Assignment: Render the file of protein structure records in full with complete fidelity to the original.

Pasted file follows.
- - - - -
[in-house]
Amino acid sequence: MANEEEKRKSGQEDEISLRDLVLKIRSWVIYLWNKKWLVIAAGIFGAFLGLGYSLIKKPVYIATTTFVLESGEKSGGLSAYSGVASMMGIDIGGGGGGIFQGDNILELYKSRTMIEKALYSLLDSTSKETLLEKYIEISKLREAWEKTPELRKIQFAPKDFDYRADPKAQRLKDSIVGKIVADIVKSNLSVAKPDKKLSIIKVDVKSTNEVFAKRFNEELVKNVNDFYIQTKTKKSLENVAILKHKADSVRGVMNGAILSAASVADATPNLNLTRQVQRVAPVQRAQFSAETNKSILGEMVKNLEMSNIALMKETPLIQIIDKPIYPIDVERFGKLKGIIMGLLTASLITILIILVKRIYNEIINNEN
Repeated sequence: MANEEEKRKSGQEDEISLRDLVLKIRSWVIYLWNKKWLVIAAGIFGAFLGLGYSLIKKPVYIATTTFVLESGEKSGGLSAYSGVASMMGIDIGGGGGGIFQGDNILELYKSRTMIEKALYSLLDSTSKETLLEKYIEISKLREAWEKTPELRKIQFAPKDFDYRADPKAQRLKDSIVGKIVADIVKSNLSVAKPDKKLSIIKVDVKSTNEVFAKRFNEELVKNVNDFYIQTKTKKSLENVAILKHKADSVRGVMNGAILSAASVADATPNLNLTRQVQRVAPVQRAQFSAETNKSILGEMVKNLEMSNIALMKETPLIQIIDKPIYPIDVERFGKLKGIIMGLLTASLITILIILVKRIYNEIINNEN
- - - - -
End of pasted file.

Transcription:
[in-house]
Amino acid sequence: MANEEEKRKSGQEDEISLRDLVLKIRSWVIYLWNKKWLVIAAGIFGAFLGLGYSLIKKPVYIATTTFVLESGEKSGGLSAYSGVASMMGIDIGGGGGGIFQGDNILELYKSRTMIEKALYSLLDSTSKETLLEKYIEISKLREAWEKTPELRKIQFAPKDFDYRADPKAQRLKDSIVGKIVADIVKSNLSVAKPDKKLSIIKVDVKSTNEVFAKRFNEELVKNVNDFYIQTKTKKSLENVAILKHKADSVRGVMNGAILSAASVADATPNLNLTRQVQRVAPVQRAQFSAETNKSILGEMVKNLEMSNIALMKETPLIQIIDKPIYPIDVERFGKLKGIIMGLLTASLITILIILVKRIYNEIINNEN
Repeated sequence: MANEEEKRKSGQEDEISLRDLVLKIRSWVIYLWNKKWLVIAAGIFGAFLGLGYSLIKKPVYIATTTFVLESGEKSGGLSAYSGVASMMGIDIGGGGGGIFQGDNILELYKSRTMIEKALYSLLDSTSKETLLEKYIEISKLREAWEKTPELRKIQFAPKDFDYRADPKAQRLKDSIVGKIVADIVKSNLSVAKPDKKLSIIKVDVKSTNEVFAKRFNEELVKNVNDFYIQTKTKKSLENVAILKHKADSVRGVMNGAILSAASVADATPNLNLTRQVQRVAPVQRAQFSAETNKSILGEMVKNLEMSNIALMKETPLIQIIDKPIYPIDVERFGKLKGIIMGLLTASLITILIILVKRIYNEIINNEN